Philanthropists learn how to harness power of giving

The San Diego Women's Foundation will celebrate a decade of philanthropic education and donation with its 10th Annual Grants Celebration at 5:30 p.m. June 1 at The Neurosciences Institute in La Jolla. The milestone event will include representatives from more than 50 community partners, foundation members and members of the public. In addition, recipients of the 2010 grant program will be announced.

"The Big Bash is open to the public," said Tracy Johnson, the foundation's director. "It is free so come out and learn more."

The past 10 years have seen more a refining of the process than a restructuring of the process for the San Diego Women's Foundation. From day one, educating women about the philanthropic process has been central to the group's mission.

"That's one thing that hasn't changed at all," Johnson said. "When it was started, (education) was central and core. It's even clearer now, so we work hard to provide educational forums and experiences."

Members have the option of attending workshops and seminars, as well as participating in the grant-making process. The organization functions with three teams that address various stages of the process: discovery, implementation and impact.

Because it is a female-focused organization, Johnson said there are no expectations on how active a member must be: "We understand women. Women's lives are crazy-busy, so we have a no-guilt philosophy. They can participate at any level."

Power of pooled philanthropy

The other thing that hasn't changed is the power of collectively pooling resources to make a difference.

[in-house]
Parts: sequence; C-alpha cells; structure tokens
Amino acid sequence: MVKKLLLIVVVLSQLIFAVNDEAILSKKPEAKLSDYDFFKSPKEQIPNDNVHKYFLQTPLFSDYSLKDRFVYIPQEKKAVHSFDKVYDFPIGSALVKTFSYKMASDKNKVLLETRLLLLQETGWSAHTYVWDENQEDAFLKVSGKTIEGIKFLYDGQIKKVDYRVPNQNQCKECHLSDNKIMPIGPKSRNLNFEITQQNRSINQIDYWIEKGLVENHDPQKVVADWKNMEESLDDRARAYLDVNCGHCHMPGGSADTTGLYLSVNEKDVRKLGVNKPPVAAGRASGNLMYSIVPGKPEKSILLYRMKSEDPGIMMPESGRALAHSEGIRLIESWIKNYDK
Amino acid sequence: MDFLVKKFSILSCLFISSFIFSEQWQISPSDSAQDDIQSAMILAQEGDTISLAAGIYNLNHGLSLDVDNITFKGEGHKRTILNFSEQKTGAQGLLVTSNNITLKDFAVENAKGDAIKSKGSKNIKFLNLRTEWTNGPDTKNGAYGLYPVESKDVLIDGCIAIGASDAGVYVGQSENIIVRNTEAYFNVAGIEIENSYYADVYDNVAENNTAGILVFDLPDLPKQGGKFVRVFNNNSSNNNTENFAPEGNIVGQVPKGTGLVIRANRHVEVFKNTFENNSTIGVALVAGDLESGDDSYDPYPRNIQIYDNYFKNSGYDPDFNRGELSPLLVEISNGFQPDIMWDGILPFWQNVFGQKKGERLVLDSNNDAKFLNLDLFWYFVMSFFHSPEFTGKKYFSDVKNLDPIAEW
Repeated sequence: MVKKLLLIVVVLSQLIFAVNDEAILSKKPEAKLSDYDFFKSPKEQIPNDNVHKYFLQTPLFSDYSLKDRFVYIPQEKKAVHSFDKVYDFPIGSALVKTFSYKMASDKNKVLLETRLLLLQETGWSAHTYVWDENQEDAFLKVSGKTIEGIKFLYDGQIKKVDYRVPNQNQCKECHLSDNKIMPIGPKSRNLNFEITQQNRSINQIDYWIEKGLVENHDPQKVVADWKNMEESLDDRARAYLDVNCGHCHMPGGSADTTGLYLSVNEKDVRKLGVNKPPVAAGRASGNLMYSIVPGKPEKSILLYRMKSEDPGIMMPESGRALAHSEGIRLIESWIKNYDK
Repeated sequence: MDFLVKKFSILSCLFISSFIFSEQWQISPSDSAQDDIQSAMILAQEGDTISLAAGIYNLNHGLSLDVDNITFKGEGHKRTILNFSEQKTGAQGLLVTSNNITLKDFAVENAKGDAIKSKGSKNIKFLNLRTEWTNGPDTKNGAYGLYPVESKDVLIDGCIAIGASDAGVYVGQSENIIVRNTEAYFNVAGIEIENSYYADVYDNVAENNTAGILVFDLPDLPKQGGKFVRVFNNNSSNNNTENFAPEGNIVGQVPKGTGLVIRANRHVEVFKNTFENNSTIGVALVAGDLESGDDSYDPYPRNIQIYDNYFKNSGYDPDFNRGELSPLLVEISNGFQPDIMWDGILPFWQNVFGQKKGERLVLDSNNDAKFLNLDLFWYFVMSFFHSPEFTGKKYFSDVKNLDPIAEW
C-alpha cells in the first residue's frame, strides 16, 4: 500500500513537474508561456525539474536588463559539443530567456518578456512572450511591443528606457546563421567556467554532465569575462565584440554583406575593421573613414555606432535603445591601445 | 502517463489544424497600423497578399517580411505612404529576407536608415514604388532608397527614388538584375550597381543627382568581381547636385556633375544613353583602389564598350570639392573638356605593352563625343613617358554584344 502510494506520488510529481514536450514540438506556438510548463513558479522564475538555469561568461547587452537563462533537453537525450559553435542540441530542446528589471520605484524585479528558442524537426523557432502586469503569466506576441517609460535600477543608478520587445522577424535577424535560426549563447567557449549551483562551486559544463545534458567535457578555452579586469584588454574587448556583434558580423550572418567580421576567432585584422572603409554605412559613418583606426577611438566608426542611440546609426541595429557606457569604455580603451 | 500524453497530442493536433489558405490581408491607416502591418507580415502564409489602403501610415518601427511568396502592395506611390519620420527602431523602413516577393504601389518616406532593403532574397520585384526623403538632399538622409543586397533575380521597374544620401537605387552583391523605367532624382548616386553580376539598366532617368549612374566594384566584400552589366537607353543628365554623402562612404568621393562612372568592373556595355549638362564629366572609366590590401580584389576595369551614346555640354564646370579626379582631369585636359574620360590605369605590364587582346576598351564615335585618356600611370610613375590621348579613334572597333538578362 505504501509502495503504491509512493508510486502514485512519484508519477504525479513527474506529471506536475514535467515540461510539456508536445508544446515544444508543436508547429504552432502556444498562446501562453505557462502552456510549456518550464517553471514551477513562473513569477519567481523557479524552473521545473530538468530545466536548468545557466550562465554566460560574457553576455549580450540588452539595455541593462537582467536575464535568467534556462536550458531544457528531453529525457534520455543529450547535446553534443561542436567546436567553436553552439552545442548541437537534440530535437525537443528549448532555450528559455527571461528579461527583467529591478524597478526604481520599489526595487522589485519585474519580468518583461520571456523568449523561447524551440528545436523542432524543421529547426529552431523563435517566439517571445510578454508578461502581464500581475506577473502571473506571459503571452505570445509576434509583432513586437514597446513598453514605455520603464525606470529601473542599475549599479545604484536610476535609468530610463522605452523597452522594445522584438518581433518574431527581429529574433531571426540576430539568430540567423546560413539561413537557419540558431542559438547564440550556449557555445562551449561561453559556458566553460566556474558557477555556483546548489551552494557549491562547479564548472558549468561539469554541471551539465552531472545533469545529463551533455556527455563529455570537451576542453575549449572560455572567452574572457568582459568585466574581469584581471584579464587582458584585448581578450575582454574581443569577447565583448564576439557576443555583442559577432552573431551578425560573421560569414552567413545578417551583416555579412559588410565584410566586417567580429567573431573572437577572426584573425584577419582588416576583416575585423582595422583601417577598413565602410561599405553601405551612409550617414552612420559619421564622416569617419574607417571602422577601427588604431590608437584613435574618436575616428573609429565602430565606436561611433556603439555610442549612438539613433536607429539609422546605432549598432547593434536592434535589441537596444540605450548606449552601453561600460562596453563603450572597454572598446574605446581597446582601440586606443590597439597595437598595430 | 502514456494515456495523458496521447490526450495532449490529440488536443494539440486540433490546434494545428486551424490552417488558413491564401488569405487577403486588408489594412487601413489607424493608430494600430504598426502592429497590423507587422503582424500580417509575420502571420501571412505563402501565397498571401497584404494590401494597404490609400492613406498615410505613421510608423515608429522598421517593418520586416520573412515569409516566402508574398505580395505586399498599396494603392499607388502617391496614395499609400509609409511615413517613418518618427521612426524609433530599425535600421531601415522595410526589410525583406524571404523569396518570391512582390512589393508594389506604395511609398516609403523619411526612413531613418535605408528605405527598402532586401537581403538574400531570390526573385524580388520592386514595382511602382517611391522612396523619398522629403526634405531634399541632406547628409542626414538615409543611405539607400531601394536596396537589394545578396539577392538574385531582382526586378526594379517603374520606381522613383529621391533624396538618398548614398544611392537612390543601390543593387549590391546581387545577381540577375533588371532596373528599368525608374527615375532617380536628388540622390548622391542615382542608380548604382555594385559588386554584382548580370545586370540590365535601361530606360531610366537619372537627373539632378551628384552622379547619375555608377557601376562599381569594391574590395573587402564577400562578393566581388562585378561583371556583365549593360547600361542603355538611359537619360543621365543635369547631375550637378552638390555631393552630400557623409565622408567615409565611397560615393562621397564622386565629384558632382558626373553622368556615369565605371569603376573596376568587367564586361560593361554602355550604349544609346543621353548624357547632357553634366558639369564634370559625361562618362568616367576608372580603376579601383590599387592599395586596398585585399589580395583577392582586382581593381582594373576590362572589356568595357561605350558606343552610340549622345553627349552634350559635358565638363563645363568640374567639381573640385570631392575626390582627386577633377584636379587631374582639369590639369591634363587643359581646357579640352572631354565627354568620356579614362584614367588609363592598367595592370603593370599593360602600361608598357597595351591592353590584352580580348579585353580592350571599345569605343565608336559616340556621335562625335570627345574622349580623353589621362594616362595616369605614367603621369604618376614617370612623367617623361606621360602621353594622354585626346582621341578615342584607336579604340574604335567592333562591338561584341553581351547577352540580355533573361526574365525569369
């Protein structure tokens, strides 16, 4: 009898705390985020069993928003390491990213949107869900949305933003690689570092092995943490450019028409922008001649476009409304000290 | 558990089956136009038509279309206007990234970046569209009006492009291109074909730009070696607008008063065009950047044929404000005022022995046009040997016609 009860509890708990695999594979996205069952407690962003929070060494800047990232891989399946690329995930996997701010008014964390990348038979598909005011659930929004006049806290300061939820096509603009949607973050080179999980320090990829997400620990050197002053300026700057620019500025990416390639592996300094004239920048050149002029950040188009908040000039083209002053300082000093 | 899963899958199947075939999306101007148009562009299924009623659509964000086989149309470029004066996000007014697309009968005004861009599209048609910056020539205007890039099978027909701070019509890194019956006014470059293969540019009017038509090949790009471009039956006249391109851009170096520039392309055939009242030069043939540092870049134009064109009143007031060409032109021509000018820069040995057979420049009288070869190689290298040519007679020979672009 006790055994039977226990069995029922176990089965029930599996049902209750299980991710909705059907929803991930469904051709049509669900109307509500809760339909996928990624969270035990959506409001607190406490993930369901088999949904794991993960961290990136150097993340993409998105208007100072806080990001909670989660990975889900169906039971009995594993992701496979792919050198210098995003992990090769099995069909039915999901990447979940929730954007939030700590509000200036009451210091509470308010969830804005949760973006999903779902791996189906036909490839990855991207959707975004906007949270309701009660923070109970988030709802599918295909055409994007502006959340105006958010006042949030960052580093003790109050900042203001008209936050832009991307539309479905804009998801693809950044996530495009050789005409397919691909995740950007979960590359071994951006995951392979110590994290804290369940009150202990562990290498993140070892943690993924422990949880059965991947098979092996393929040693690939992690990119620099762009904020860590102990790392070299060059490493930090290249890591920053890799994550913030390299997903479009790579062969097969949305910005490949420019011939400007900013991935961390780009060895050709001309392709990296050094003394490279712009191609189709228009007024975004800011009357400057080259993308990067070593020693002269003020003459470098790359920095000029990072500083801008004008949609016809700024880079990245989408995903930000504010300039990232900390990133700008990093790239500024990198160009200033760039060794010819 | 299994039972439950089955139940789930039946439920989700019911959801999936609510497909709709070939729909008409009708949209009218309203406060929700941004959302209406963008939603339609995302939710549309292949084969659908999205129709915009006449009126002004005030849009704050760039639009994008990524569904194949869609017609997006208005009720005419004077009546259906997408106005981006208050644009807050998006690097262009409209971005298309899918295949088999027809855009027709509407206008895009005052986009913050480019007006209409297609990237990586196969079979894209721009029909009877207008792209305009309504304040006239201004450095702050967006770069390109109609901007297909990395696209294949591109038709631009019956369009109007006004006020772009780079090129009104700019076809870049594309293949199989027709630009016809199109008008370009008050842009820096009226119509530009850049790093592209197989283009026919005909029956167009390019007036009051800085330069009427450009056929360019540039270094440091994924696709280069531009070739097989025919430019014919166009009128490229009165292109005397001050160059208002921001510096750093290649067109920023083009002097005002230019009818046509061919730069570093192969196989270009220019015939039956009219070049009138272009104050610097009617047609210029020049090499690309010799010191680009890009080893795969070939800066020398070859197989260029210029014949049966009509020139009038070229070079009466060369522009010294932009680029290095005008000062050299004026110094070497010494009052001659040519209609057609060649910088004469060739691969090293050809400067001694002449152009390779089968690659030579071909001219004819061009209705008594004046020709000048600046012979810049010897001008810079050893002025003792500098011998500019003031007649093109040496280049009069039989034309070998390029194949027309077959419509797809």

The San Diego Women's Foundation was founded in 2000 with the vision of educating and empowering women who support charitable projects. The premise behind the vision was, because of women's roles in philanthropy – whether through monetary donations, volunteerism or fundraising leadership — organizing those efforts through educated decision-making could increase the efficiency of those dollars.

"Essentially, it is that mission that first interested me when I joined 10 years ago, as a founder," said La Jollan Carol Chang. "For the first several years of my membership, I was happy with the organization's slogan of do a little or do a lot. I chose to do little, only to attend the annual meetings so that I could learn about the grantees and essentially how my dollars were used.

"But after a few years, I began to better understand the essence of the organization. The catch phrase that we use is the 'power of pooled philanthropy' and after the first several years, I really did get educated and inspired by understanding that my dollars when combined with those dollars of all members, really do make a significant impact, especially to some of the smaller nonprofit agencies in our (San Diego) community."

There are only two requirements necessary to join the foundation.

"Being a woman qualifies you for membership," Johnson said.

Members then commit to an annual donation of $2,000 for a minimum of five years, payable in a variety of installments.

"When you take and add up your charitable donations over a year," Johnson said, "chances are most people give a couple thousand a year. The $2,000 is do-able, and it insures we give a significant investment back to the community."

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